Finally, to engage in "protected activity," the employee must have provided such information to "the employer, the Bureau, or any other federal, state or local governmental authority"; OR, testified in a proceeding identified in the CFPA; OR, filed a legal action under any federal consumer financial law; OR, "objected to or refused to participate in any activity, policy, practice, or assigned task that the employee...reasonably believed to be in violation of any law, rule, order, standard, or prohibition" subject to the Bureau's jurisdiction.

Thus, as you can see, the type of employers the CFPA covers, and the type of whistleblower activity it protects, is much different from the SEC-oriented and anti-shareholder-fraud protections for whistleblowers under SOX and Dodd-Frank.

Moving Ahead for Progress in the 21st Century Act

Section 31307 of MAP-21, enacted July 6, 2012, contains a whistleblower protection provision for workers in automobile manufacturing, parts suppliers, and car dealerships who have been discharged or otherwise retaliated against for providing information concerning motor vehicle defects or violations of motor vehicle safety standards to their employer or the Secretary of Transportation. Chapter 301 of Title 49 of the U.S. Code (Chapter 301) gives the National Highway Traffic Safety Administration (NHTSA) the authority to issue vehicle safety standards and to require manufacturers to recall vehicles that have a safety-related defect or that do not meet federal safety standards. It also contains other reporting and notification requirements for motor vehicle manufacturers and part suppliers. Employees of manufacturers, part suppliers, and dealerships are now protected when they report these issues within 180 days of an adverse employment action.

The Act provides that the Secretary may conduct an investigation only if the complaint has made a prima facie showing that the protected activity was a contributing factor in the adverse action alleged in the complaint. Following its statement of policy in the memorandum titled Clarification of the Investigative Standard for OSHA Whistleblower Investigations, and notwithstanding the Supreme Court's 2013 decision in University of Texas Southwestern Medical Center v. Nassar (requiring strict "but-for" causation for retaliation claims), OSHA's rules provide that a claimant need only show that "reasonable cause to believe that retaliation has occurred" for the agency to move forward with a cause finding. 29 C.F.R. § 1988.105. This will result in an obligation for the Department of Labor Solicitor's Office to represent the claimant in a hearing before the DOL Office of Administrative Law Judges. The employer can still prevail by demonstrating through clear and convincing evidence that it would have taken the same adverse action in the absence of that activity, but instead of considering that during the inspection, OSHA will force the employer to a trial.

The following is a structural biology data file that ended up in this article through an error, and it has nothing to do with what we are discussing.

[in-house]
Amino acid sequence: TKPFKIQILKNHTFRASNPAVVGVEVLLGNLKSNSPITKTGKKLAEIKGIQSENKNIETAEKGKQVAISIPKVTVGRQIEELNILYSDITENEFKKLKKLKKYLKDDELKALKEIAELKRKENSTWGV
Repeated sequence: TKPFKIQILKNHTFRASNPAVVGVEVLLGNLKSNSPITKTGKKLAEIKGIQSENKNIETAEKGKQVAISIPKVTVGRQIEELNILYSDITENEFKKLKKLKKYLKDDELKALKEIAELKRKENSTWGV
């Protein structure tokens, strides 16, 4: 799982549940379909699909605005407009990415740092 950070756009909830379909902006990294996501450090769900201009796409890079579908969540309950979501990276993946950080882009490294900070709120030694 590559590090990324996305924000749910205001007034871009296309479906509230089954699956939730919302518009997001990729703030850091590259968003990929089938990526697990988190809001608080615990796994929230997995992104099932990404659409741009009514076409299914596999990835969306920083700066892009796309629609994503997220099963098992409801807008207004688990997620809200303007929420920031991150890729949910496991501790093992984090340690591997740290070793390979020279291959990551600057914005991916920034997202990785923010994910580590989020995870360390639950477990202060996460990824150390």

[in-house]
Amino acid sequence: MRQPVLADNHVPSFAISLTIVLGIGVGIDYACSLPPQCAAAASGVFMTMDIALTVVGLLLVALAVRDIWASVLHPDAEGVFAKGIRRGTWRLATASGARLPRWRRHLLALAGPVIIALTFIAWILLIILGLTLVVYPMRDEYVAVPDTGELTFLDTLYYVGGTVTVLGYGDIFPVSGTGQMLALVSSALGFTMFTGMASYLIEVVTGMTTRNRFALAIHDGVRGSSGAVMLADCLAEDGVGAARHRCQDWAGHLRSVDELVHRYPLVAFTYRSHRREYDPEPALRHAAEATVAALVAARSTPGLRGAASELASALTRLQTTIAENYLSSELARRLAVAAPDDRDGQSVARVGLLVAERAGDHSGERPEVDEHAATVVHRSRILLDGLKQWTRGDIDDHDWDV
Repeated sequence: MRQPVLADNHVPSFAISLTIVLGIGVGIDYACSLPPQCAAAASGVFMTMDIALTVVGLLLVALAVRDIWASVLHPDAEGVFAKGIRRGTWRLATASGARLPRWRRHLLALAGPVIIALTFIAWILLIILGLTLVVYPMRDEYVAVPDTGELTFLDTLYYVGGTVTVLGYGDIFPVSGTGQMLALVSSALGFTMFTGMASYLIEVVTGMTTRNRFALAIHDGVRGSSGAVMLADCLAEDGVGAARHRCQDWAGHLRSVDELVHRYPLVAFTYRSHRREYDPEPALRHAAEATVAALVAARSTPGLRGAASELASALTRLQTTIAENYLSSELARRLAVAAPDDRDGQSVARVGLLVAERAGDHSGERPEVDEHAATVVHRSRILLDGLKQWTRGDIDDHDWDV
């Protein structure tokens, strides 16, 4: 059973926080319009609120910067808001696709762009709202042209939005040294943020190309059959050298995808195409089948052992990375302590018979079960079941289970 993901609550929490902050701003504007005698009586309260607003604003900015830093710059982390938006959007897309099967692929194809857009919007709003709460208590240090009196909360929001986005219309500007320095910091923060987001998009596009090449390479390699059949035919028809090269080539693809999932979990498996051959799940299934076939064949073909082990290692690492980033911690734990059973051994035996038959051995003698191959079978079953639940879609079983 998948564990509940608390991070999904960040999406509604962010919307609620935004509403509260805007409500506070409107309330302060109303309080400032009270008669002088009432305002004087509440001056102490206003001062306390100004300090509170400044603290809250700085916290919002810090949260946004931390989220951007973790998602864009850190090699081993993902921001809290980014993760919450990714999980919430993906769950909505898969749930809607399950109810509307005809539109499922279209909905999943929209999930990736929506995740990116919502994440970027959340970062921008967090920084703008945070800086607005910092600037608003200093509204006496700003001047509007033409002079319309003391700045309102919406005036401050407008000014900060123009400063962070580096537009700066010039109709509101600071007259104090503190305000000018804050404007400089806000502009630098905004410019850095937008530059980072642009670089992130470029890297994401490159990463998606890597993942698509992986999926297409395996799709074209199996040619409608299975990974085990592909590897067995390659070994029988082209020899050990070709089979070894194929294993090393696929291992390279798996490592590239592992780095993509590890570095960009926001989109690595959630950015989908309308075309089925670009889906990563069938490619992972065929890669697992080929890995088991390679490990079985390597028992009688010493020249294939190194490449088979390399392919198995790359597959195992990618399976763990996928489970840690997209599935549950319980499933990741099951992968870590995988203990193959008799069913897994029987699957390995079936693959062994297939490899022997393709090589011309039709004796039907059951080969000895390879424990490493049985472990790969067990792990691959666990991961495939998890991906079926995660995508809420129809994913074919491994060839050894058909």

The interim final rule was effective as of the date of its publication, March 16, 2016. OSHA did, however, invite comments on:

  • Whether the proposed information collection requirements are necessary for the proper performance of the Agency's functions, including whether the information is useful;
  • The accuracy of OSHA's estimate of the burden (time and costs) of the information collection requirements, including the validity of the methodology and assumptions used;
  • Enhancing the quality, utility, and clarity of the information collected; and
  • Minimizing the burden on employees who must comply; for example, by using automated or other technological information collection and transmission techniques.

Although not specifically requested, Employers can comment on other items such as the improper attempt to change the burden of proof. Employers may submit comments electronically at http://www.regulations.gov, the Federal eRulemaking Portal. Comments can also be submitted by mail or facsimile; for details, see the Federal Register notice. The deadline for comments is May 16, 2016.